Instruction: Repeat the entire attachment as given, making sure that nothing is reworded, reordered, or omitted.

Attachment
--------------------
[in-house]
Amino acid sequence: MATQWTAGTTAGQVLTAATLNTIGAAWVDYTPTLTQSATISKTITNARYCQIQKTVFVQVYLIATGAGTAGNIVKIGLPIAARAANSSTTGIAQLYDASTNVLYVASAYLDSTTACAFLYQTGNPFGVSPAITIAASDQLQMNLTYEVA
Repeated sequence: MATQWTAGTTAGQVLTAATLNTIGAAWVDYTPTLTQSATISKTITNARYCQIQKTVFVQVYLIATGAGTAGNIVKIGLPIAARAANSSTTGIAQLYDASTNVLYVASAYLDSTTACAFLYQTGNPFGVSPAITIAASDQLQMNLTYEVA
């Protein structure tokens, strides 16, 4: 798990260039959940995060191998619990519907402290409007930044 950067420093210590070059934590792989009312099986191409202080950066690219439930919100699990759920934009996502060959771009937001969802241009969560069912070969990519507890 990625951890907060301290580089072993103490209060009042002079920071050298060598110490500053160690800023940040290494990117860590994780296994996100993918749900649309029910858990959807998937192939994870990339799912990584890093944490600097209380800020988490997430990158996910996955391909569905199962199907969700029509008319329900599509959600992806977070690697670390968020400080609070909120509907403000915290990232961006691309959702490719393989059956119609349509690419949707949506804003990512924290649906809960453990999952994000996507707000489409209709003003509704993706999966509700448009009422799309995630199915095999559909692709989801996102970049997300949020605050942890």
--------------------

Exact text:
[in-house]
Amino acid sequence: MATQWTAGTTAGQVLTAATLNTIGAAWVDYTPTLTQSATISKTITNARYCQIQKTVFVQVYLIATGAGTAGNIVKIGLPIAARAANSSTTGIAQLYDASTNVLYVASAYLDSTTACAFLYQTGNPFGVSPAITIAASDQLQMNLTYEVA
Repeated sequence: MATQWTAGTTAGQVLTAATLNTIGAAWVDYTPTLTQSATISKTITNARYCQIQKTVFVQVYLIATGAGTAGNIVKIGLPIAARAANSSTTGIAQLYDASTNVLYVASAYLDSTTACAFLYQTGNPFGVSPAITIAASDQLQMNLTYEVA
């Protein structure tokens, strides 16, 4: 798990260039959940995060191998619990519907402290409007930044 950067420093210590070059934590792989009312099986191409202080950066690219439930919100699990759920934009996502060959771009937001969802241009969560069912070969990519507890 990625951890907060301290580089072993103490209060009042002079920071050298060598110490500053160690800023940040290494990117860590994780296994996100993918749900649309029910858990959807998937192939994870990339799912990584890093944490600097209380800020988490997430990158996910996955391909569905199962199907969700029509008319329900599509959600992806977070690697670390968020400080609070909120509907403000915290990232961006691309959702490719393989059956119609349509690419949707949506804003990512924290649906809960453990999952994000996507707000489409209709003003509704993706999966509700448009009422799309995630199915095999559909692709989801996102970049997300949020605050942890």